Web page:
Referring now to FIGS. 7 a-7 d, in various embodiments, the edges 40 e of electrode 40 can also have a selectable shape 40 es depending upon one or more of the size of the electrode and various electrical parameters (e.g., current, voltage, etc.) used for a particular iontophoretic transdermal patch 5. In particular embodiments, the shape 40 es of edge 40 e can be square (shown in the embodiment of FIG. 7 a) or rounded with a selected radius (shown in the embodiment of FIG. 7 b) to minimize any edge effects or even tapered (shown in the embodiment of FIG. 7 c). For disc shaped embodiments of electrode 40, the entire electrode can have a concave/dogbone contour 40 c to minimize edge effects by having the electrode have a larger thickness 40 t on the edges 40 e (as is shown in the embodiment of FIG. 7 d).

Referring back to FIGS. 1-6, tissue contacting porous layer 50 is operatively coupled to the electrode 40 such that the current from the electrode flows into the porous layer. In many embodiments the porous layer 50 is in direct contact with electrode 40 as is shown in the embodiment of FIG. 1. However, in other embodiments, such as in the embodiment of FIG. 8, the use of an intermediary conductor, (in this case, a conductive therapeutic agent solution) is also contemplated to electrically couple the two structures. In various embodiments, porous layer 50 can comprise various fibers such as a polyester (e.g., PET) or polysulphone fiber and may be compressed and/or woven. Various polymeric foams may also be used. In preferred embodiments, the porous layer comprises compressed cotton. In one embodiment, the porous layer 50 has a sufficiently tight weave or other related property (e.g., porosity) such that it can capture any piece of electrode material that breaks off from electrode 40 due to small amounts of corrosion during periods of current flow through the electrode. In particular embodiments, the porous materials may also include various chemical functional groups or coatings selected to bind the graphite or other electrode material to provide an additional means for preventing the corrosive breakdown of electrode 40 and/or capturing pieces of corroded electrode 40 before they break off.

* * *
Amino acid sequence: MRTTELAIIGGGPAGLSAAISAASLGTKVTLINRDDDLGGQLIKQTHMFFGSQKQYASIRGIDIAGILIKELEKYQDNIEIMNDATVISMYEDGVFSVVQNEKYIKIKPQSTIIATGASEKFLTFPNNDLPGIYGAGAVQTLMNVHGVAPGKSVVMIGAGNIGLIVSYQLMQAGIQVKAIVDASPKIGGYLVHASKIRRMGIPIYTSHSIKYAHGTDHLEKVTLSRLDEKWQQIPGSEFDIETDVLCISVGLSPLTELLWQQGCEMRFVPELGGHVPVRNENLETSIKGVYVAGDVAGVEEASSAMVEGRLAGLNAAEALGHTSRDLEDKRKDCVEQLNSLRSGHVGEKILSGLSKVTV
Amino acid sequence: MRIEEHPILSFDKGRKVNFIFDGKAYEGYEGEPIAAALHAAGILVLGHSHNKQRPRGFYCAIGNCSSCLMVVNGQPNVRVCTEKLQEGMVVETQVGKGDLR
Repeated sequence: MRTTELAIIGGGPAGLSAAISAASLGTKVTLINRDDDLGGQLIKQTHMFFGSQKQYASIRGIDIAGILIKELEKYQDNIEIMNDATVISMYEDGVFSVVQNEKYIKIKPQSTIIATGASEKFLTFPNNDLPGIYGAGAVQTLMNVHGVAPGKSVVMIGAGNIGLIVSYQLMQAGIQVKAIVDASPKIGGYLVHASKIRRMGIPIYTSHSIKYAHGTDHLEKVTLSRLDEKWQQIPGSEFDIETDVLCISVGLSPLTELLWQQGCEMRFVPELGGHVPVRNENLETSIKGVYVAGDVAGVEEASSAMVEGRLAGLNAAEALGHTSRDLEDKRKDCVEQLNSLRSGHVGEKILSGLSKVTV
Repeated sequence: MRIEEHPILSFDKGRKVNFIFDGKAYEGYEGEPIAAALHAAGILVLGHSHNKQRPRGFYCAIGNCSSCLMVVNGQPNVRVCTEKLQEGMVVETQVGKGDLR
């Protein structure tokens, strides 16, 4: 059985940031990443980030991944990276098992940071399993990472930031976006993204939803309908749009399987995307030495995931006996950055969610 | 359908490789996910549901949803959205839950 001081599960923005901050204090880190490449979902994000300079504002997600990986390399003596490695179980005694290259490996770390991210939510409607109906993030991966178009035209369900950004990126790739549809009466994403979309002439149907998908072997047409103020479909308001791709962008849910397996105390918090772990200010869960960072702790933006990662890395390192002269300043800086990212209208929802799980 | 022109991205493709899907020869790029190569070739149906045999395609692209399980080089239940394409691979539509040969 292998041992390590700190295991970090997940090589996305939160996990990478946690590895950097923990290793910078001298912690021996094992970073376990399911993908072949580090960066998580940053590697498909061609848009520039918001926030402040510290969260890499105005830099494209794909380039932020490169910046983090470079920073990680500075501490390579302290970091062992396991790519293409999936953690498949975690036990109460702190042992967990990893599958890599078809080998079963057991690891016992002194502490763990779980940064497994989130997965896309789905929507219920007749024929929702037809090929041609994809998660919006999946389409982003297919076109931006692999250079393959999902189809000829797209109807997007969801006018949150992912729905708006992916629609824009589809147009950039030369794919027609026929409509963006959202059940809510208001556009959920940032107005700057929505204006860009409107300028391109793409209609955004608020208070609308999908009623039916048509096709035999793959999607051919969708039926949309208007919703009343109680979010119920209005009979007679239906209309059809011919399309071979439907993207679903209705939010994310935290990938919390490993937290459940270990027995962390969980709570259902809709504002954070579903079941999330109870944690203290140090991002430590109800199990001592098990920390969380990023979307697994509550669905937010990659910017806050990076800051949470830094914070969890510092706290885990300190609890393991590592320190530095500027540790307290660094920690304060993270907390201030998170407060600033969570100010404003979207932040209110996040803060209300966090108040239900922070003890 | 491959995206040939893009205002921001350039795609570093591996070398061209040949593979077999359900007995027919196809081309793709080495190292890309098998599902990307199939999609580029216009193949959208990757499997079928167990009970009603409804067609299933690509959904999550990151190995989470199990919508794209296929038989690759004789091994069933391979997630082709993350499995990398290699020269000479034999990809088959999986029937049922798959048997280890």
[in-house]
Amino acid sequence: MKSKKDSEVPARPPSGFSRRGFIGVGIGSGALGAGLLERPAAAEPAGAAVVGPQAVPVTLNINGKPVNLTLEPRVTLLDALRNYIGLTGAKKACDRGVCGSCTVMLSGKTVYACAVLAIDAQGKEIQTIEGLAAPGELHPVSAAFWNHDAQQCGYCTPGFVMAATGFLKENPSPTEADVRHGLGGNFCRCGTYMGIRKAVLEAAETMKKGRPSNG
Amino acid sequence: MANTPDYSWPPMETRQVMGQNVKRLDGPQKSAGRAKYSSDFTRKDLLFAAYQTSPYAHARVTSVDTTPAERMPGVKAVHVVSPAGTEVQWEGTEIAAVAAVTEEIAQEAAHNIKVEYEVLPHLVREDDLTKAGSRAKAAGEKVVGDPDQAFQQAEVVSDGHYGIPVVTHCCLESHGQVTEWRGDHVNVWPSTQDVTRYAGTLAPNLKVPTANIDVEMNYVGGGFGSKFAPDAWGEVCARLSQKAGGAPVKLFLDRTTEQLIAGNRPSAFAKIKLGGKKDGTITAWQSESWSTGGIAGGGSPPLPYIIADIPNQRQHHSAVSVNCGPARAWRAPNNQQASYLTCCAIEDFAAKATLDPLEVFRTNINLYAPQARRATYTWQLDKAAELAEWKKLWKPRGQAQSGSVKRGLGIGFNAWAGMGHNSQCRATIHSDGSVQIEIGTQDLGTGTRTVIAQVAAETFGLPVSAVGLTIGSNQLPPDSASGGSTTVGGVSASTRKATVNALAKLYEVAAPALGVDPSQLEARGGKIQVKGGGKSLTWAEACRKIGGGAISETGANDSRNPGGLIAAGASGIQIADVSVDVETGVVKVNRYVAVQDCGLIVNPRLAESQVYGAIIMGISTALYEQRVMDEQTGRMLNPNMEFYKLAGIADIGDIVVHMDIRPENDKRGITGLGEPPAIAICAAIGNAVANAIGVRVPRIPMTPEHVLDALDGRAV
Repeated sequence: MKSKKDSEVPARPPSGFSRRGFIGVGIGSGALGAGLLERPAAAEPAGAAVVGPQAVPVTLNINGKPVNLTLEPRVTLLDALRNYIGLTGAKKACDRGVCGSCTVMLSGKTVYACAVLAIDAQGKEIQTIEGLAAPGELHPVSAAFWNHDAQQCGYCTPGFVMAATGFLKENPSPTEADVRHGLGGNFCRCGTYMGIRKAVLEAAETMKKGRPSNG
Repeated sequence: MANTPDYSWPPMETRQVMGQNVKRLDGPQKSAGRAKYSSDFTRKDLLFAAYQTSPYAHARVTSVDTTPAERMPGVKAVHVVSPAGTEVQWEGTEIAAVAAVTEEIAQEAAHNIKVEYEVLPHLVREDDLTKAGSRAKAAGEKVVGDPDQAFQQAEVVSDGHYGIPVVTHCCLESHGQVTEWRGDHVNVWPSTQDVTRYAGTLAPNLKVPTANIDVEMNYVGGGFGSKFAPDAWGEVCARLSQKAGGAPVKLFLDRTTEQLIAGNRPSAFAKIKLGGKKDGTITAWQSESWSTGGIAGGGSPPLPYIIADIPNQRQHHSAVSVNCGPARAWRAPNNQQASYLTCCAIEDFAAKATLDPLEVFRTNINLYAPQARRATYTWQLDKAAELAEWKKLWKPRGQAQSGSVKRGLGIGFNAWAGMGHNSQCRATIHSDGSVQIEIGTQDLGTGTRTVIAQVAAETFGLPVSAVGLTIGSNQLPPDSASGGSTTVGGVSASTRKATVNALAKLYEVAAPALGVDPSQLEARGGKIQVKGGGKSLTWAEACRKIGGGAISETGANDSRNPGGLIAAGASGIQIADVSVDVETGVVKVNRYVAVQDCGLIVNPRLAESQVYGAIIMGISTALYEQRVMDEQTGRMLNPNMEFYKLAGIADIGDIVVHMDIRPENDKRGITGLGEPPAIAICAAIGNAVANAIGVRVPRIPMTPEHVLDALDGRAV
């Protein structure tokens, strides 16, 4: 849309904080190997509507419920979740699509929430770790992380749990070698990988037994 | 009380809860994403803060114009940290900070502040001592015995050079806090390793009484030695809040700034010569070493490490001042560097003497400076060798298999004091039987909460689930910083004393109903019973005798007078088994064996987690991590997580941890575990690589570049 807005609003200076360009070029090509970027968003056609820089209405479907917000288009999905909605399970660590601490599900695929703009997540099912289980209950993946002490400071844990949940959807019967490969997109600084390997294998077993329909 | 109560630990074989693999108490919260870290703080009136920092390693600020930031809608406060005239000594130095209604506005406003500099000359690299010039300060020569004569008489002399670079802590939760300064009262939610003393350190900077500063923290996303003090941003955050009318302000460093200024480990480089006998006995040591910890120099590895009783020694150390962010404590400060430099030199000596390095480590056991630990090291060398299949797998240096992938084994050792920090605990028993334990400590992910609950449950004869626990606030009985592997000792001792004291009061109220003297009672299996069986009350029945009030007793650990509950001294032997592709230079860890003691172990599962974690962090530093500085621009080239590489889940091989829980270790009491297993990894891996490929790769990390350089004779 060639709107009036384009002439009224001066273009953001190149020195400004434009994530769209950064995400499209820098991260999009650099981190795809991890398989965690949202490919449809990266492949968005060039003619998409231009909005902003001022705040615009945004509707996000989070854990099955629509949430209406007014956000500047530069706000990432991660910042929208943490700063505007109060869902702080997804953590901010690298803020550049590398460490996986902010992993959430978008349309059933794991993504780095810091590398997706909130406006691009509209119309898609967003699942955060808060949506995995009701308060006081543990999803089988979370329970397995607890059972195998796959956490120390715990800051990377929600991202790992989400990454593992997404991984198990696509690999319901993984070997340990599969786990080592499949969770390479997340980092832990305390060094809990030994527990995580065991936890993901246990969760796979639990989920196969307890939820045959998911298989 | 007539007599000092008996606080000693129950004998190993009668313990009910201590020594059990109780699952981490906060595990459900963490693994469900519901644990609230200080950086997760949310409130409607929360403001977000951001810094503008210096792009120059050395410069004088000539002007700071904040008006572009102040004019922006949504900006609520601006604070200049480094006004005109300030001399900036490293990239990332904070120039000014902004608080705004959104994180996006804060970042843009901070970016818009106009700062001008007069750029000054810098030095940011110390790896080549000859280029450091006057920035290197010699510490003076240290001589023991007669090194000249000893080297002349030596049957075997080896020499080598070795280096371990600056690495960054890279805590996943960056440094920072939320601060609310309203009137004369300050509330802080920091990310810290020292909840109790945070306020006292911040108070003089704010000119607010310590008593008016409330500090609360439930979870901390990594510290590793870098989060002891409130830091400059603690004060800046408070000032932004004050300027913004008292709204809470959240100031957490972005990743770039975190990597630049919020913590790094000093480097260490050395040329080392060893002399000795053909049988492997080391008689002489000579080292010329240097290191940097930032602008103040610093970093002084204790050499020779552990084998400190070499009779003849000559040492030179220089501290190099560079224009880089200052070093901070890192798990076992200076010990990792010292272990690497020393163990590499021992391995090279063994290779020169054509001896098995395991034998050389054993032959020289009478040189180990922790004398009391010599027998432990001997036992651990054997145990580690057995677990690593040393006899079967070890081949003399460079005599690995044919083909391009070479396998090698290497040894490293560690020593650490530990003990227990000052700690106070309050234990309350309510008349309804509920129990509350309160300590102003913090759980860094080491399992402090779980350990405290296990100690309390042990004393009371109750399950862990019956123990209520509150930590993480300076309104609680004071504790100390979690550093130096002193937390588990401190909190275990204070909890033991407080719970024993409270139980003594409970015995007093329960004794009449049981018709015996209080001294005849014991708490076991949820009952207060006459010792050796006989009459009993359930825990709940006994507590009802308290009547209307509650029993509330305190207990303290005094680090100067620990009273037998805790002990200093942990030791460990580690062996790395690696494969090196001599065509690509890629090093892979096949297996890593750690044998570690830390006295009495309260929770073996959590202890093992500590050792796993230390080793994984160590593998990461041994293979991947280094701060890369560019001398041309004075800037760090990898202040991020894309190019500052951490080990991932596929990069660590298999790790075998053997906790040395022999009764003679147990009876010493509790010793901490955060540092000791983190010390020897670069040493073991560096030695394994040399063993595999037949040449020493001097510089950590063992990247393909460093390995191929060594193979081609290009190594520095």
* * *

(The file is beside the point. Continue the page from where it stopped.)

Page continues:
Referring now to FIGS. 8-9, in various embodiments, electrode assembly 10 can also include a reservoir 70 for a solution 80 containing a therapeutic agent 85 as is shown in the embodiments of FIGS. 8 and 9. Typically, in such embodiments, electrode 40 will be placed in direct contact with reservoir 70; however, it may also be offset from reservoir 70 a selected distance and operatively, electrically coupled to it through an intermediary conductor (not shown). In embodiments having a reservoir 70, the electrode material comprises graphite or other material sufficiently resistant to electrochemical corrosion by an aqueous based therapeutic agent solution. As an addition or alternative to reservoir 70, solution 80 and/or therapeutic agent 85 by itself may also be disposed in other locations within assembly 10. It may for example, be disposed within porous layer 50 (e.g., by injecting solution 80 into the porous layer prior to use, or the therapeutic agent can be coated onto the fibers of porous layer 50 with solution 80 subsequently added so that agent then dissolves in the solution). Still other embodiments, contemplate operably associating therapeutic agent solution 80 to assembly 10 by an external source, for example, an external reservoir (not shown) or other that is fluidically coupled to porous layer 50 or other portion of assembly 10.

In embodiments of electrode assembly 10 having a reservoir 70, the electrode assembly 10 can also include a self sealing port 12 fluidically coupled to reservoir 70 for filling the reservoir with therapeutic agent 80. The self sealing port 12 can comprise a silicone, or other elastomeric material, and allows the electrode assembly 10 to be filled with therapeutic solution 80 using a syringe and/or a mixing bottle with pointed tip and to do so using sterile technique. Typically, port 12 will include a channel 13 fluidically coupling the port 12 to the reservoir 70. In these and related embodiments, electrode 40 is sized and positioned within layer 20 such that a needle or other port penetrating tip used to do the injection, will not make contact with electrode 40. Also, an electrically insulating layer or barrier 14 can be positioned between port 12 and/or channel 13 and electrode 40 to minimize the likelihood of any electrical conduction between port 12 and/or channel 13 and the electrode. Barrier 14 can comprise various insulating polymers and other materials known in the art and can also have sufficient hardness to reduce the likelihood of penetration of electrode 40 by the needle tip or other port penetrating tip.